After having this happen to me once I carrying a couple of spares in both Lola and Buster just in case. Buster has actually lost two coils in about 100,000 miles almost 50,000 miles apart.

One last note is after you replace the coil the car will start running just fine, but the engine problem light on the bottom of my center screen as shown above stayed on until I cleared the code. This can be done by any auto repair shop, most auto parts stores, or you can buy your own code reader like the one I use, the Autel MaxiLink ML619.

Check engine light for no reason

I can not count how many times I have been told a MINI had their check engine light come on because they simply did not tighten their gas cap all the way. I have also been told that if you go to a dealer with this problem they absolutely will charge you for a diagnostic.

If you get a check engine light do yourself a favor and check the gas cap first. If it was even a tiny bit loose, turn off the car, wait ten minutes, then turn it back on and see if that solved your problem. If the light is still on try taking it to an auto parts store and having them clear the code, or you can buy your own code reader like the one I use, the Autel MaxiLink ML619 to clear it and see if it comes back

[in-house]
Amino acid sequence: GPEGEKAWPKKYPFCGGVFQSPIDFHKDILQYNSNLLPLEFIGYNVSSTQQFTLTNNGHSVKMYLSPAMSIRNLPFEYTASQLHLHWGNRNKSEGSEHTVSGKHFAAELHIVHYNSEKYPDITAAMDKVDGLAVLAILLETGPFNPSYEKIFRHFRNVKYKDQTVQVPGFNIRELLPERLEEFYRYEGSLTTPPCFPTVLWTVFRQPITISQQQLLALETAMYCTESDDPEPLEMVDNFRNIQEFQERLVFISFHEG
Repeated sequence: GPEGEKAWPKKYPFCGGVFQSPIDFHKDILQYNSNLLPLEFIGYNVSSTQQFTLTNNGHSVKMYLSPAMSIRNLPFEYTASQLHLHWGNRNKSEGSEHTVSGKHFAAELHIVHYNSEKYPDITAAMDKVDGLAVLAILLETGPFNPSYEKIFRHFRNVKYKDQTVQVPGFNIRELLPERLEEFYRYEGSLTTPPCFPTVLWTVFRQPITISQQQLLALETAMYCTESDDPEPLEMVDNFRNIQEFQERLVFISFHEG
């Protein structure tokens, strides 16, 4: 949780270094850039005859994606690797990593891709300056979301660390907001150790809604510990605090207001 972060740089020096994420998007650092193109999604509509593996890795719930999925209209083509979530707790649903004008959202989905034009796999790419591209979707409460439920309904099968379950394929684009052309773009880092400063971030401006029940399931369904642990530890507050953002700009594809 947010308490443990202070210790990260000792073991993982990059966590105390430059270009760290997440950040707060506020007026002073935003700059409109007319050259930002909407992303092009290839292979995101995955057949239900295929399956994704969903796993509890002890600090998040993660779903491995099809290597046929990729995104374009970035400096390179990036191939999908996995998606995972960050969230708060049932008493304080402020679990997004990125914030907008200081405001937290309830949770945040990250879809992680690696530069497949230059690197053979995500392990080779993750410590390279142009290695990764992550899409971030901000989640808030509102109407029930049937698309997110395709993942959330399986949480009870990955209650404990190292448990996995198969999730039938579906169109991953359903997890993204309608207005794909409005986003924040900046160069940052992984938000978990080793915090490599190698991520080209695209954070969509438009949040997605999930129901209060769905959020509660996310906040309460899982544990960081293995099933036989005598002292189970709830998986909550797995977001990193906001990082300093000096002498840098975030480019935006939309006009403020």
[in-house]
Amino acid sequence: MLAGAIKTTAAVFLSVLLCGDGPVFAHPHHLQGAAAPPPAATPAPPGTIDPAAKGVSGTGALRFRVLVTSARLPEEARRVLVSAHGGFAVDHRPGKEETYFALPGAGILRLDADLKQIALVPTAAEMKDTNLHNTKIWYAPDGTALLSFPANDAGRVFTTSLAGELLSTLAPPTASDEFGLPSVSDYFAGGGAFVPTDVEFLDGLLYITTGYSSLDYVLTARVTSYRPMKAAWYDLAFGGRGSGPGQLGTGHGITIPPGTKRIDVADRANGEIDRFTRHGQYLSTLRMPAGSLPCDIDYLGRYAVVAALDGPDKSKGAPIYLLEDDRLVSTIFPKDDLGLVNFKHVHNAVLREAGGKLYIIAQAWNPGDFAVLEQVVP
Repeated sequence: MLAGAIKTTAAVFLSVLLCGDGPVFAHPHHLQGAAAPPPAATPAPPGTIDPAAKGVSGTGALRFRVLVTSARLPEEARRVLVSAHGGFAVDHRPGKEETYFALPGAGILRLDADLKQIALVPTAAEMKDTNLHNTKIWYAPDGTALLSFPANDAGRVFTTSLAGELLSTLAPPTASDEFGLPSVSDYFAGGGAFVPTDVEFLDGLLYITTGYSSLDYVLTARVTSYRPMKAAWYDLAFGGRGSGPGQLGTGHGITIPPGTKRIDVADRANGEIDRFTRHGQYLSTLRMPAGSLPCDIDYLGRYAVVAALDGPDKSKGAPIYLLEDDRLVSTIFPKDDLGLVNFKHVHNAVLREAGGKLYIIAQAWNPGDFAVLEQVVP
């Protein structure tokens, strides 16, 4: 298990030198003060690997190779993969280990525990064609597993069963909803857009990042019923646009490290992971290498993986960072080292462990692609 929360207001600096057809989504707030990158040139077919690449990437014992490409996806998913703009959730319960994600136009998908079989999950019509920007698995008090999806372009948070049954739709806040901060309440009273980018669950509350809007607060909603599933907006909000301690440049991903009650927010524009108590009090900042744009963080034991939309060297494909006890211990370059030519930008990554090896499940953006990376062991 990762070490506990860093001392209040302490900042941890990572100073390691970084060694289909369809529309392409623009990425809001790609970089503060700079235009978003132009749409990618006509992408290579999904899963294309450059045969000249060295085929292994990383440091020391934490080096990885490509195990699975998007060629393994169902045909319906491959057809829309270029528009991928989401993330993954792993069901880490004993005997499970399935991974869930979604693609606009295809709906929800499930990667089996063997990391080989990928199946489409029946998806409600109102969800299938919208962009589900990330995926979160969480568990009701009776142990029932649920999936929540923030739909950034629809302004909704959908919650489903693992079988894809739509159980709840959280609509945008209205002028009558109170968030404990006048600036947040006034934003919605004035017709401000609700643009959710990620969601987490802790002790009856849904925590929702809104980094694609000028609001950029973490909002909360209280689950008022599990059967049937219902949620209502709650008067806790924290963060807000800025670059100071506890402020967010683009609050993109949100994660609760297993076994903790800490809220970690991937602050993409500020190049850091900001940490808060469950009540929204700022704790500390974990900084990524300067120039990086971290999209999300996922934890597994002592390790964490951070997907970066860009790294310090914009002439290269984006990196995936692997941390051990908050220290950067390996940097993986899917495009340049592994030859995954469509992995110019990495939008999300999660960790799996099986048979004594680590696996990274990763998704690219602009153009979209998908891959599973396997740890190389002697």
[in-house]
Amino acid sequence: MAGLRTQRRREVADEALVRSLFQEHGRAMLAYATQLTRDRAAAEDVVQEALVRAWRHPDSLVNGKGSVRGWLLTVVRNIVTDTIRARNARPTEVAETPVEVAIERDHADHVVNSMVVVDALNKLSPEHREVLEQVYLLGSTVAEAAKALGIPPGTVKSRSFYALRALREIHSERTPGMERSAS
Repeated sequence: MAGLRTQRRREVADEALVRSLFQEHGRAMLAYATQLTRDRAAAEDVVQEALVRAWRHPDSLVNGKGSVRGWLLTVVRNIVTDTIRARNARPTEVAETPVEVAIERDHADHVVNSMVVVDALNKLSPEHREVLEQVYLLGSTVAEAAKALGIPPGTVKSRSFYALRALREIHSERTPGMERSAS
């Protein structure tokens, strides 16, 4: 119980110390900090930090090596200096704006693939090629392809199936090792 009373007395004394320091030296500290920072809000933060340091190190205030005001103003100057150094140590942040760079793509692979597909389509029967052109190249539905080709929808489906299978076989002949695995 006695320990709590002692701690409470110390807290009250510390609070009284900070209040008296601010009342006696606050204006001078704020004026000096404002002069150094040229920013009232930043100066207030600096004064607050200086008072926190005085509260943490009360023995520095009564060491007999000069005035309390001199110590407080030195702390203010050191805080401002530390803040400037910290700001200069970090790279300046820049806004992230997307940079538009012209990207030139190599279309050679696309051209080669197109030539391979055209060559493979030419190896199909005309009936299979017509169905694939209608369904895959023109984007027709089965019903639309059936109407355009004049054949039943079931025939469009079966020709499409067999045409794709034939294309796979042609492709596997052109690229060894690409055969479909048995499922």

Carbon buildup primarily on N14 engines

The N14 is well known to drink a little oil past the valve guides which builds up inside the heads reducing power and causing the engine to run rougher. Often the solution to this is said to be a walnut treatment where they clean the intake and cylinders with crushed walnut shells.

Does this solve the problem? Yes, and no.

This does indeed clean the carbon deposits out and make the engine run better, returning the smoother idle and increasing the power output. It does not, however, correct the original problem which is now worse than it was before.

Why is it worse? Because all valve guides wear, they are more worn at 100,000 miles than they are at 50,000, and they will be more worn at 150,000 than they were at 100,000. The more worn they are, the more they leak. The more they leak, the faster the carbon buildup happens. The faster that happens, the sooner you will need to to the walnut treatment. It’s a vicious cycle.